Friday, 30 November 2012

Exams advice

For anyone preparing for Mock exams or a test, here is a piece of advice which I agree with.

I have to give a talk in a week (actually less than that - *panic*) to year 12 Latin students on how to prepare for and do the 'unseen translations' in their final examination. I have some idea of what I would like to say, but I turned to youtube to see if there was anything useful on there.

All I could find was this guy, who apart from being incredibly dull, was also (in my humble opinion) incredibly wrong. I couldn't bear to watch the whole thing, but he started off by saying how important it was to analyse every word - first deciding what part of speech it was, then working out the case/number/gender or tense/voice/mood/person etc., and, where more than one possibility existed, making a list of all the potential forms.

This kind of method would be ok, if you are a computer, but it has serious flaws. Firstly, from a purely pragmatic point of view, it is far too time consuming. It's not a sensible strategy for an exam context with limited time, even when you are only translating a short extract. And can you imagine (as my uni professor used to say) trying to read all 53 extant speeches of Cicero in this way? It would take forever, and it would be mind-numbingly, soul-destroyingly boring.

Secondly, and more importantly, it doesn't help you to understand the mechanics of a Latin sentence, or the way in which Roman authors crafted their writings. If you approach translation in that way, I think you will forever be trying to 'fix' the Latin - to put it into some kind of 'proper' (i.e. English) word order. Or to put it another way, it makes Latin into a puzzle to solve, a code to crack, rather than a language to be appreciated. Perhaps a code-cracking approach is appopriate for an exam, where all that matters is your final mark, although even then I think a more well-rounded approach has the potential to be more beneficial. If you're relying on a strictly analytical method, what will you do when an author breaks the rules, as they often do, or when you come across a usage with which you're not familiar? If on the other hand you are able to develop a feel for the Latin language, if you become used to the balance of flexibility and structure in herent in the language, and for the way in which different authors write, even if you can't give an exact grammatical analysis of every word, you will be able to understand the whole and to come up with a more faithful translation.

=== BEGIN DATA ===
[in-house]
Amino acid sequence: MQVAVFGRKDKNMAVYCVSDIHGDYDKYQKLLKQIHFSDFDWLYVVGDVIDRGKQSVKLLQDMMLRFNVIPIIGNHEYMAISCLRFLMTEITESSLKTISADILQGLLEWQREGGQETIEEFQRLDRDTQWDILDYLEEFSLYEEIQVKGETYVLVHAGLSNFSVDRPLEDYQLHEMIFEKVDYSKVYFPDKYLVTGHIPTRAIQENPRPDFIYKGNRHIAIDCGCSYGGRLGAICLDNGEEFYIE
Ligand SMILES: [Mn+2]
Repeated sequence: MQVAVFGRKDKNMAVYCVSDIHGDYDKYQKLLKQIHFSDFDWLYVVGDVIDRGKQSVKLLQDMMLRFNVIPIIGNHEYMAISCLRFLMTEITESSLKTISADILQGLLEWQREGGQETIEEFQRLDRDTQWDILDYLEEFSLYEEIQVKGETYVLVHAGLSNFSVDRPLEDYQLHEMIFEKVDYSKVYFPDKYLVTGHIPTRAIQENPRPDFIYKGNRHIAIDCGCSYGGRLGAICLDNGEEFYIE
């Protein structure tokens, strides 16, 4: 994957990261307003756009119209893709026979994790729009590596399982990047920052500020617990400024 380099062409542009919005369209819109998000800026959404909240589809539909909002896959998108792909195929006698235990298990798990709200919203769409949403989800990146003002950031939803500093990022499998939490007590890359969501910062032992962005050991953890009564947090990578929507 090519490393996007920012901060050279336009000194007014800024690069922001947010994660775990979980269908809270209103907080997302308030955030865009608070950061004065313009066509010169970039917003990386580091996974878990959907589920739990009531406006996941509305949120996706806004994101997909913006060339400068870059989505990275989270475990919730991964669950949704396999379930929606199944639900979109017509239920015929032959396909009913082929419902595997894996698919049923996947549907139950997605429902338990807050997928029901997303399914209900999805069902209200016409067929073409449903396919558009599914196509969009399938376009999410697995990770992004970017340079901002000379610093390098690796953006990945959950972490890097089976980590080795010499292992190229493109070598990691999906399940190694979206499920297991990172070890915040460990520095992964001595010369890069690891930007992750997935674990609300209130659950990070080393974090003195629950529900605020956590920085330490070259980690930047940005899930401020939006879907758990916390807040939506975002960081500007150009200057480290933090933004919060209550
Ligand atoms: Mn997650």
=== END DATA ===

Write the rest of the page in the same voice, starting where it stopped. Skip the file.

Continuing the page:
This raises the question of whether students should be taught to translate at all, or just to read and understand...
This was written in this blog post by a Latin teacher, please go and check out his blog.
Audio Video Disco

Wednesday, 24 October 2012

Youtube Channel : LATINUM.ORG.UK

This channel accompanies a website which sells a lot of the resources that are used in the course, however the Youtube Channel is free and there are hundreds of videos on there, many with a specific focus on Latin, including children's books in Latin.

The owner of these videos presents an entire Latin course in Latin, allowing you to learn in Latin, rather than permanently translate everything. Whilst I haven't yet found the website as useful since everything is paid, I definitely think that the videos could enhance your learning if you watch them.

The first lesson is embedded above, so you can see what I mean. I hope that you take the time to check out the rest of this guy's videos!


A list of just some of his playlists is below:

Thursday, 18 October 2012

Translation Advice

Here is some advice about translating from Carmen Online Latin.

Part 1

Part 2

Part 3

Part 4

I realise that everyone has slightly different methods, but I hope that for some of you at least, this will help! 

Friday, 28 September 2012

Featured Book

Having finished Edward Gibbon's History of the Decline and Fall of the Roman Empire, we move on to a series of commentaries of Julius Caesar's first book of Civil War.

This is a commentary of the book found on the Perseus Collection

Thursday, 20 September 2012

Featured Podcast

This week I recommend you listen to this radio interview entitled "You Can't Dream in Latin" by an Australian radio station, it's quite interesting, and discusses the effects of Latin on the Western World.

Click here to Stream the Audio

You can see the transcript here if you wish

Monday, 17 September 2012

Featured Website

Drills to accompany the Oxford Latin Course, second edition, chapter by chapter from the University of Missouri St Louis. 

Here is the Website

Friday, 14 September 2012

Featured Book

Following on from the last featured book, this week is Volume 5 of the History of the Decline and Fall of the Roman Empire by Edward Gibbon.

Thursday, 6 September 2012

Featured Podcasts

Dickinson College has another series of Latin Poetry Podcasts 
Christopher Francese, Professor of Classical Studies at Dickinson College, reads short poems in Latin.
The podcasts can be found on iTunes here